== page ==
The Rule of man-made Law informs; the Divine Law and Muses inspire. Balancing; where the pebble long-since dropped into the water left a centre. The LifeLaws.

I am a Chartered Accountant, Fellow of the Chartered Institute of Marketing, and a Member of the Chartered Institute of Public Relations. My professional life is very much informed by man-made law: whether it be financial regulations, business ethics, understanding corporeal needs and wants, or discovering valuable information that improves our lot.

I am a singer and a song-writer. I am a published poet and writer of fiction and non-fiction. I ghost-write for commercial clients and give talks. My artistic life is very much inspired by the never-ending fascination with the Idea of Beauty (and her counterpart, Justice).

The tension between the two is a blessing.


It is told that even as a bairn I rocked back and forth with a violence in a pram, singing to the stars. For as long as I can recall, the gods placed songs in my mouth to sing. I am not a singer. Songs fashion me into a singer of sorts. Though I can’t speak Gaelic, I sing it because I think it. Arias, especially Neapolitans, arise in me like flushings of love. For forty years I’ve sung in rock bands. Alone in the hills I sing. Is that madness or the gift of song?


In Apocalypse Now, Colonel Kurtz reads aloud T.S. Elliot’s The Hollow Men. Everyman Kurtz considers himself a god. He thinks he understands life and death. I wonder did reading poetry drive him mad? or did not reading poetry, until it was too late, bring on his madness? The poems given to me are given aloud to be said aloud. That’s all I can really say about these butterflies of the mind.


noun: a person who engages in controversial debate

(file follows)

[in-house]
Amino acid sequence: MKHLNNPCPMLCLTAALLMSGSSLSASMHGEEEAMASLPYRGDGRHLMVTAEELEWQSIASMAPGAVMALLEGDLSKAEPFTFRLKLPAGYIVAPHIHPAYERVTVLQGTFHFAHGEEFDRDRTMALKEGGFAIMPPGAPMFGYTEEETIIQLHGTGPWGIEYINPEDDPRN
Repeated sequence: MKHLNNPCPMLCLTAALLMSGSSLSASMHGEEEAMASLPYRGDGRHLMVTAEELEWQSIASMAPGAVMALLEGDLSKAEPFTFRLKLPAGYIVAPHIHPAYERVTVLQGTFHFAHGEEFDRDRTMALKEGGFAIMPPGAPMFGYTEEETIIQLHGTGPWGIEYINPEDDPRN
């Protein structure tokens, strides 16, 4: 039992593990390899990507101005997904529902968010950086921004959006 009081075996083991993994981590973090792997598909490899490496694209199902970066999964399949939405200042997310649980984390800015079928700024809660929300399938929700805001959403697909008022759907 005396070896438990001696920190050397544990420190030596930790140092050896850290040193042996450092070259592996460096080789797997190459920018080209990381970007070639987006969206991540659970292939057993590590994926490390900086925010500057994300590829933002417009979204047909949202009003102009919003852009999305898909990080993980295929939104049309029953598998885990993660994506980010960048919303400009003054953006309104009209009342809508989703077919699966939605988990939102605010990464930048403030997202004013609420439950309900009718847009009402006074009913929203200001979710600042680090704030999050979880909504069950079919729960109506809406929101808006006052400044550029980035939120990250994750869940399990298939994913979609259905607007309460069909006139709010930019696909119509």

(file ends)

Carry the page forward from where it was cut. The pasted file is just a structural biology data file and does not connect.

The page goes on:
Youth culture in the 70s and 80s marked a time of archetypal transformation. The skeletons of thought, locked into the heads of our parents and theirs’ before them, we inherited. But with a delicious mix of music and fashion, protest and politics, our inherited skeletons dissolved and new stalactites of seeing the world dripped into our collective consciousness. We all polemicized in one way or another. Some of us just never gave up. To quote Wordsworth, the child is father of the man.


Unrequited love (what a surprise) was the theme of my first song written when I was 11. Hundreds of songs later, I still can’t fathom how they come into being. Composing The Jellicoe Express is perhaps a good example of how it happens: I am moved to tears by a personal story; I sit at the piano or pick up my guitar; and I play but play nothing.

In this nothingness-play, rhythm emerges and from it comes melody; and upon that very simple melody the words of a poem begin to form like snow building-up on a drystone dyke. Occasionally, all comes together; but only when I remain apart. To quote Kahlil Gibran, when you work you are a flute through whose heart the whispering of the hours turns to music; which of you would be a reed, dumb and silent, when all else sings together in unison?